Women in Science: Meteorologist Megan Salois

Women in Science: Meteorologist Megan Salois

By: Megan Salois, WHO-HD Channel 13 meteorologist

The weather is amazing.

Since I was a little girl, the beauty, the power and the ferocity of the weather would mystify and even scare me! I loved laying outside in the grass and look up at the clouds, wondering why clouds float.

I grew up in Georgia, and one of the biggest weather stories was the Blizzard of 1993. I remember watching hours of coverage of the snow (every time I took a break from playing outside). For Christmas, my mom purchased the local news station's compilation VHS of their blizzard coverage. I still have that tape today!

When I would hear a rumble of thunder while playing outside, I'd rush indoors to turn on the television and watch my favorite meteorologist, WSB-TV's Glenn Burns, tracking the storm. I'll admit I was a little scared... This fear and awe is what led me to want to learn more about the calm and the danger of weather. If I knew what caused a storm and I knew that I could track the storm, I knew I could control my fate when it came to the affect any storms may have on me.

A day in the life of a meteorologist

As a broadcast meteorologist, I'm able to reach out on a regular basis and share my love of the weather with the community. I can also benefit the community by helping to make them aware of severe weather that may have a significant impact on their lives.

The job of a broadcast meteorologist involves a mix of science, creativity and communication. I love that I can come into work, delve into the future weather possibilities for Central Iowa and then create maps and graphics using computers to explain to my audience how the weather will influence their day. I'm a naturally social person, so it’s fun to have a dialogue with my viewers and co-anchors about the weather on a daily basis. I also love the outreach involved in visiting area schools and sharing what I know about the weather with kids.

Interested in a career in meteorology?

To become a broadcast meteorologist, you'll need to plan on going to a four-year college after graduating high school. Some meteorologists on TV studied broadcast journalism, as well as took a few extra years of coursework to earn a certificate in broadcast meteorology. Other broadcast meteorologists go straight to the science and work their way through a four-year program to earn a degree in meteorology.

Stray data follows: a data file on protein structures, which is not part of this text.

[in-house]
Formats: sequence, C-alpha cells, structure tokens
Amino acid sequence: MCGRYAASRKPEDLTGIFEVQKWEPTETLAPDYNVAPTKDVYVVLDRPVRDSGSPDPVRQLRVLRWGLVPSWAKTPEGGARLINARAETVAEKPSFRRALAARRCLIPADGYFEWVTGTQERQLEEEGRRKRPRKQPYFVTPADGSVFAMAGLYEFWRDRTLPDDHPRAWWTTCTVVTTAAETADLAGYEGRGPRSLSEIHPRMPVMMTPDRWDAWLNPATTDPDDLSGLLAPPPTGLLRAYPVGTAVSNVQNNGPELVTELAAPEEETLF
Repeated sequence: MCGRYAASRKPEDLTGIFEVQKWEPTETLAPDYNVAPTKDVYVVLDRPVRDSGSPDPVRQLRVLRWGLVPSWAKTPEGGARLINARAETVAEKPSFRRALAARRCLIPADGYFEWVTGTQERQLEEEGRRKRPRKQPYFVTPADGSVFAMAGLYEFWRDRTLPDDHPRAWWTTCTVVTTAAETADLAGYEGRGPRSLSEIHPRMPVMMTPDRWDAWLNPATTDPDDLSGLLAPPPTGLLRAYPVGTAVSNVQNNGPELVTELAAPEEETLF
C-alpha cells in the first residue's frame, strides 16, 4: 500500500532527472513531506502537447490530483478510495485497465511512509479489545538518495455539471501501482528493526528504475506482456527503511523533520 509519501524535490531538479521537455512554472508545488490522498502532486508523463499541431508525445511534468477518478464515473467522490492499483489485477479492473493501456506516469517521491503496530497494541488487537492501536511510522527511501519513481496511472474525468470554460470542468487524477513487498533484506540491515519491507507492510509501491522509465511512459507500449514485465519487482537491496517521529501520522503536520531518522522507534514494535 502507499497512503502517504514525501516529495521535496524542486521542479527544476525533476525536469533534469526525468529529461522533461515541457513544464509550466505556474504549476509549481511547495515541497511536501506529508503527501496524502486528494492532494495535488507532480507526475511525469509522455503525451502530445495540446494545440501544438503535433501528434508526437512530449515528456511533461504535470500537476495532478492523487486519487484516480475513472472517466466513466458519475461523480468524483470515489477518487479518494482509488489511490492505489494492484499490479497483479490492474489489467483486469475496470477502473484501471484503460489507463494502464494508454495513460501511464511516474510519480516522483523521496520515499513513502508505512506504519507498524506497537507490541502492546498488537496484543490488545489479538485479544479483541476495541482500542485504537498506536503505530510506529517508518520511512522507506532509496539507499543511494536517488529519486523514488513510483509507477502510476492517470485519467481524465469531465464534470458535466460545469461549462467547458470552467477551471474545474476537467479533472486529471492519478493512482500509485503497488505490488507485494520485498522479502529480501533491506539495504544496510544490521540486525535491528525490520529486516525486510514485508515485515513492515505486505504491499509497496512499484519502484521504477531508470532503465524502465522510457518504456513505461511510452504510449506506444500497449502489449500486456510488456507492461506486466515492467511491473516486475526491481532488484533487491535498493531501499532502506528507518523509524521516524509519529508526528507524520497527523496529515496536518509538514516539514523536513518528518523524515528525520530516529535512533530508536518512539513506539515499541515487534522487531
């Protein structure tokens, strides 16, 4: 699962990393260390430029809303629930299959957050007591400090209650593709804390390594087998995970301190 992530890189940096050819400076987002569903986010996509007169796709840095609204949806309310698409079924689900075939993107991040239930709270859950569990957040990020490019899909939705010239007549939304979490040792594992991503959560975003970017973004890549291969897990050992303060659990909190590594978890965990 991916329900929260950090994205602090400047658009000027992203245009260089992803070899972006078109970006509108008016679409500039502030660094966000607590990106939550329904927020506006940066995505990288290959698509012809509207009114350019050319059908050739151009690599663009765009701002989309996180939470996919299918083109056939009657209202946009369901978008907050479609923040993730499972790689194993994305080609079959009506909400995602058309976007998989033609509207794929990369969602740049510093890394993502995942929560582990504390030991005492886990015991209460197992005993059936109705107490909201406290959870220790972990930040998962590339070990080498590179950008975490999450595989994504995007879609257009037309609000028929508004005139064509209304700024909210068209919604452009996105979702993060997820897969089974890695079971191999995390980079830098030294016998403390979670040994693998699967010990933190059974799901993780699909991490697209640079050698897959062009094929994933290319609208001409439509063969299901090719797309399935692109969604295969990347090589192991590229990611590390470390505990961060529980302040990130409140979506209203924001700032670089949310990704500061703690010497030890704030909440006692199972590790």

If you love the weather but don’t want to be on television, there are other weather-related careers! For example:

  • You can work for the National Weather Service as a meteorologist.
  • There are meteorologist firms that forecast privately for farmers and city road crews to prepare for weather that may affect them.
  • You can join the U.S Air Force and forecast the weather for the military.
  • Big sporting events often times hire meteorologist to focus on the weather during their event to make sure everyone participating stays safe!
  • You can even become a storm chaser and take people on wild adventures across the country to try to catch a tornado with your own eyes.
  • And everyday citizens can become storm spotters for the National Weather Service. No meteorology degree is required for that! You just need to go to one of the National Weather Services training courses!

The sky is the limit with a career or interest in the weather!


For more information on Megan’s forecasts, as well as the rest of the weather team, visit www.whotv.com/weather. You can also follow Megan on Facebook and Twitter

For more information on the National Weather Services Storm Spotter classes, visit: http://www.crh.noaa.gov/dmx/?n=spotterinfo


Meteorologist Megan Salois joined the Channel 13 First Alert Storm Team in April 2006. Megan has been granted her AMS Seal of Approval from the American Meteorological Society and is a member of the National Weather Association. You can see her on Channel 13's popular Today in Iowa Saturday and Sunday programs as well as Channel 13 News at Noon.

Megan grew up outside Atlanta, GA where she gained interest in weather at a young age when her father was struck lightning and survived. She earned her Certificate in Broadcast Meteorology from Mississippi State University in 2005 and her Bachelor s degree in journalism from The University of Georgia. Megan’s favorite type of weather to forecast is severe thunderstorms and tornado outbreaks. Her most memorable moments forecasting tornadoes include the Ladysmith, Wisconsin tornado and the Parkersburg, Iowa tornado.

Category: General SCI